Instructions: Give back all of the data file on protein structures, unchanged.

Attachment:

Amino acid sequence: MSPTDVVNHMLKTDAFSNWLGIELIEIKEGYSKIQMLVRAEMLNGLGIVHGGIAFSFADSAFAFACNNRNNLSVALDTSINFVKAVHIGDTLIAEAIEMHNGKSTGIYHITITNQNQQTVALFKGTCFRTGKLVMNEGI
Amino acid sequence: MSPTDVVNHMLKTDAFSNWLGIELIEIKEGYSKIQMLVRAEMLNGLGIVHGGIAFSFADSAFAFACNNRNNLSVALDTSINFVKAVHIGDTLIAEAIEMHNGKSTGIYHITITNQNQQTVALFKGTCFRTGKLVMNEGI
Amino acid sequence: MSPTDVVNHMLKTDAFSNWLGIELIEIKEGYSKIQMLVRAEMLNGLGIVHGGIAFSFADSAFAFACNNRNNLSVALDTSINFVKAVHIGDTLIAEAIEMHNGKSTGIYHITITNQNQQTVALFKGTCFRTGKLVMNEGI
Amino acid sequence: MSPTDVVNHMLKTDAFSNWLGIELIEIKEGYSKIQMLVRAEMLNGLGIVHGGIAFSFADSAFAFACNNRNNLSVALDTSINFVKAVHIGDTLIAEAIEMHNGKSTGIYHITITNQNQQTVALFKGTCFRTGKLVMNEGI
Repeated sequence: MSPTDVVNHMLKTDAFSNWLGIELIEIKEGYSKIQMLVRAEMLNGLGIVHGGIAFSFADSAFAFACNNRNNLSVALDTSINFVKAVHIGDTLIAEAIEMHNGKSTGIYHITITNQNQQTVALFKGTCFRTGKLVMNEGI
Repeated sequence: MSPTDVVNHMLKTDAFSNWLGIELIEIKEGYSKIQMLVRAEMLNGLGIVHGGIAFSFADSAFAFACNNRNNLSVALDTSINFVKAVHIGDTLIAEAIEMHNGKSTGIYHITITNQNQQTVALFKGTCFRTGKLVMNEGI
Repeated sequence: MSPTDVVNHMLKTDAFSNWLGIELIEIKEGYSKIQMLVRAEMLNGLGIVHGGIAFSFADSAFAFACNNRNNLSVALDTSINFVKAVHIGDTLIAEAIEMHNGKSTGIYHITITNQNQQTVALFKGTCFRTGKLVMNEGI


Amino acid sequence: MSPTDVVNHMLKTDAFSNWLGIELIEIKEGYSKIQMLVRAEMLNGLGIVHGGIAFSFADSAFAFACNNRNNLSVALDTSINFVKAVHIGDTLIAEAIEMHNGKSTGIYHITITNQNQQTVALFKGTCFRTGKLVMNEGI
Amino acid sequence: MSPTDVVNHMLKTDAFSNWLGIELIEIKEGYSKIQMLVRAEMLNGLGIVHGGIAFSFADSAFAFACNNRNNLSVALDTSINFVKAVHIGDTLIAEAIEMHNGKSTGIYHITITNQNQQTVALFKGTCFRTGKLVMNEGI
Amino acid sequence: MSPTDVVNHMLKTDAFSNWLGIELIEIKEGYSKIQMLVRAEMLNGLGIVHGGIAFSFADSAFAFACNNRNNLSVALDTSINFVKAVHIGDTLIAEAIEMHNGKSTGIYHITITNQNQQTVALFKGTCFRTGKLVMNEGI
Amino acid sequence: MSPTDVVNHMLKTDAFSNWLGIELIEIKEGYSKIQMLVRAEMLNGLGIVHGGIAFSFADSAFAFACNNRNNLSVALDTSINFVKAVHIGDTLIAEAIEMHNGKSTGIYHITITNQNQQTVALFKGTCFRTGKLVMNEGI
Repeated sequence: MSPTDVVNHMLKTDAFSNWLGIELIEIKEGYSKIQMLVRAEMLNGLGIVHGGIAFSFADSAFAFACNNRNNLSVALDTSINFVKAVHIGDTLIAEAIEMHNGKSTGIYHITITNQNQQTVALFKGTCFRTGKLVMNEGI
Repeated sequence: MSPTDVVNHMLKTDAFSNWLGIELIEIKEGYSKIQMLVRAEMLNGLGIVHGGIAFSFADSAFAFACNNRNNLSVALDTSINFVKAVHIGDTLIAEAIEMHNGKSTGIYHITITNQNQQTVALFKGTCFRTGKLVMNEGI
Repeated sequence: MSPTDVVNHMLKTDAFSNWLGIELIEIKEGYSKIQMLVRAEMLNGLGIVHGGIAFSFADSAFAFACNNRNNLSVALDTSINFVKAVHIGDTLIAEAIEMHNGKSTGIYHITITNQNQQTVALFKGTCFRTGKLVMNEGI